The memos, stamped “confidential” and kept under wraps for years, portray a White House eager to assert U.S. leadership on climate change. Global warming will have “profound consequences,” one document warns, and the United States “cannot wait” until all scientific questions are resolved before taking action.
The source of the memos: Not the Obama White House, but policy advisers to President George H.W. Bush.
The memos were among several formerly classified documents from the Bush and Reagan administrations obtained under the Freedom of Information Act and released on Wednesday by the National Security Archive. The documents portray senior officials in the two Republican administrations pressing for an aggressive response to international environmental issues of the day — including, during Bush’s term, climate change.
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The 11 memos released on Wednesday provide snapshots of internal White House deliberations on key environmental issues during the 1980s. Some shed light on the debate over the 1989 Montreal Protocol, which phased out production of industrial chemicals linked to the destruction of the Earth’s ozone layer.
A 1987 memo showed Reagan White House officials pushing back against members of Reagan’s own Cabinet in arguing for a strong treaty safeguarding the thin band of atmospheric ozone that protects the Earth from harmful radiation from space. “Many regard this issue as the most important priority on the global environmental agenda,” John D. Negroponte, then a State Department assistant secretary for the environment, oceans and fisheries, wrote to then-Secretary of State George P. Shultz.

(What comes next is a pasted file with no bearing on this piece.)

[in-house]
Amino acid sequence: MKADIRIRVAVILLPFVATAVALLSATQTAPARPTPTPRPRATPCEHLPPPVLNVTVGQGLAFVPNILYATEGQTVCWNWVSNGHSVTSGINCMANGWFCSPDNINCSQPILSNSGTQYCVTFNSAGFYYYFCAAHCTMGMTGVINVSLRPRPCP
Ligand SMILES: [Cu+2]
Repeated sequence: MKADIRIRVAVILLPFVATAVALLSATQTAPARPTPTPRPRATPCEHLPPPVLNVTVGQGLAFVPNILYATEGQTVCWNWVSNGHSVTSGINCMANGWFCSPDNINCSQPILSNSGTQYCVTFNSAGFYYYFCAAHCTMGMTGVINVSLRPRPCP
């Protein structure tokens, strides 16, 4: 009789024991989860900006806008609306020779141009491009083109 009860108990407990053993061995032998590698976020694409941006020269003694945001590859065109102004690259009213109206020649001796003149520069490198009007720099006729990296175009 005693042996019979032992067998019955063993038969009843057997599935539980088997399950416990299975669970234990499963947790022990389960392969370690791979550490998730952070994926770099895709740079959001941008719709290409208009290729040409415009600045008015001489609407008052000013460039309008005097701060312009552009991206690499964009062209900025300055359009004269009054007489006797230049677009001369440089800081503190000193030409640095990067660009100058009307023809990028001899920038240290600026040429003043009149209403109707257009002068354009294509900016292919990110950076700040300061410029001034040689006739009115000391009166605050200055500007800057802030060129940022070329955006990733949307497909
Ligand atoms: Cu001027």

The memo warned against efforts to weaken the treaty, saying such a move “would damage our international credibility, unleash major domestic criticism, and probably result in unilateral U.S.” controls on ozone-depleting chemicals. Negroponte argued instead for a position that is “prudently addressing the environmental risks, while providing a market stimulus and a reasonable time-frame for industry to develop alternate products.”
Two years later, advisers to the George H.W. Bush administration advocated a serious U.S. response to climate change, an issue that was just beginning to draw international attention in the late 1980s. A 1989 memo to then-Secretary of State James A. Baker III asserted that the United States should take a leadership role in the fight against a threat it called “the most far reaching environmental issue of our time.”